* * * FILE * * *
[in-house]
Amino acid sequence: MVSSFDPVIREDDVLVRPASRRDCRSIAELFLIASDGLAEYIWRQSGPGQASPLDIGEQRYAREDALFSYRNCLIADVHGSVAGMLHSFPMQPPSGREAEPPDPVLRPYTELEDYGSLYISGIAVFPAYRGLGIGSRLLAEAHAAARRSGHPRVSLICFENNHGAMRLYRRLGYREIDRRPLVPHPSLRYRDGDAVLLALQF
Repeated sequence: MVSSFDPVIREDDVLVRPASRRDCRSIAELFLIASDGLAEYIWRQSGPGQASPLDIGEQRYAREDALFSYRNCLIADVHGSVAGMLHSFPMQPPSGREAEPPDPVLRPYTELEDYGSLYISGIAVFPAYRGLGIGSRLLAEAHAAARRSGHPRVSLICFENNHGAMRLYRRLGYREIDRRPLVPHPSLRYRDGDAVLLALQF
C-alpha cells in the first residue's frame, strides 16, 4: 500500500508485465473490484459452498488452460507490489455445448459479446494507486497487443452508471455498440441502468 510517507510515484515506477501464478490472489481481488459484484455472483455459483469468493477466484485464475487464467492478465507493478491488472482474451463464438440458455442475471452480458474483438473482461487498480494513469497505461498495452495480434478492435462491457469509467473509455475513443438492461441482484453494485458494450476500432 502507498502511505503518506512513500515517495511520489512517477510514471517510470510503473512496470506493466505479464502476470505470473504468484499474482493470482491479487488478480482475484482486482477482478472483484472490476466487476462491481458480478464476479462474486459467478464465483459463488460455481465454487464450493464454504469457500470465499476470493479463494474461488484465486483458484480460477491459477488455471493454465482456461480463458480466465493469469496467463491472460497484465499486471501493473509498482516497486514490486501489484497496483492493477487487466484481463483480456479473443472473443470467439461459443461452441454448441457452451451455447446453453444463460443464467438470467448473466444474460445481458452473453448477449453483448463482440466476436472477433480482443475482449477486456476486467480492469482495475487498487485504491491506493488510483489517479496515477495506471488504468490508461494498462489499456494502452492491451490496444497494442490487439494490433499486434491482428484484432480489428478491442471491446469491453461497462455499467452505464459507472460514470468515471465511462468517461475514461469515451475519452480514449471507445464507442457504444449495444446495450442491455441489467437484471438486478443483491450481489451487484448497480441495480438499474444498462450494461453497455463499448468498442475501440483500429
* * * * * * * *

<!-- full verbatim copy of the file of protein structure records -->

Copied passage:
[in-house]
Amino acid sequence: MVSSFDPVIREDDVLVRPASRRDCRSIAELFLIASDGLAEYIWRQSGPGQASPLDIGEQRYAREDALFSYRNCLIADVHGSVAGMLHSFPMQPPSGREAEPPDPVLRPYTELEDYGSLYISGIAVFPAYRGLGIGSRLLAEAHAAARRSGHPRVSLICFENNHGAMRLYRRLGYREIDRRPLVPHPSLRYRDGDAVLLALQF
Repeated sequence: MVSSFDPVIREDDVLVRPASRRDCRSIAELFLIASDGLAEYIWRQSGPGQASPLDIGEQRYAREDALFSYRNCLIADVHGSVAGMLHSFPMQPPSGREAEPPDPVLRPYTELEDYGSLYISGIAVFPAYRGLGIGSRLLAEAHAAARRSGHPRVSLICFENNHGAMRLYRRLGYREIDRRPLVPHPSLRYRDGDAVLLALQF
C-alpha cells in the first residue's frame, strides 16, 4: 500500500508485465473490484459452498488452460507490489455445448459479446494507486497487443452508471455498440441502468 510517507510515484515506477501464478490472489481481488459484484455472483455459483469468493477466484485464475487464467492478465507493478491488472482474451463464438440458455442475471452480458474483438473482461487498480494513469497505461498495452495480434478492435462491457469509467473509455475513443438492461441482484453494485458494450476500432 502507498502511505503518506512513500515517495511520489512517477510514471517510470510503473512496470506493466505479464502476470505470473504468484499474482493470482491479487488478480482475484482486482477482478472483484472490476466487476462491481458480478464476479462474486459467478464465483459463488460455481465454487464450493464454504469457500470465499476470493479463494474461488484465486483458484480460477491459477488455471493454465482456461480463458480466465493469469496467463491472460497484465499486471501493473509498482516497486514490486501489484497496483492493477487487466484481463483480456479473443472473443470467439461459443461452441454448441457452451451455447446453453444463460443464467438470467448473466444474460445481458452473453448477449453483448463482440466476436472477433480482443475482449477486456476486467480492469482495475487498487485504491491506493488510483489517479496515477495506471488504468490508461494498462489499456494502452492491451490496444497494442490487439494490433499486434491482428484484432480489428478491442471491446469491453461497462455499467452505464459507472460514470468515471465511462468517461475514461469515451475519452480514449471507445464507442457504444449495444446495450442491455441489467437484471438486478443483491450481489451487484448497480441495480438499474444498462450494461453497455463499448468498442475501440483500429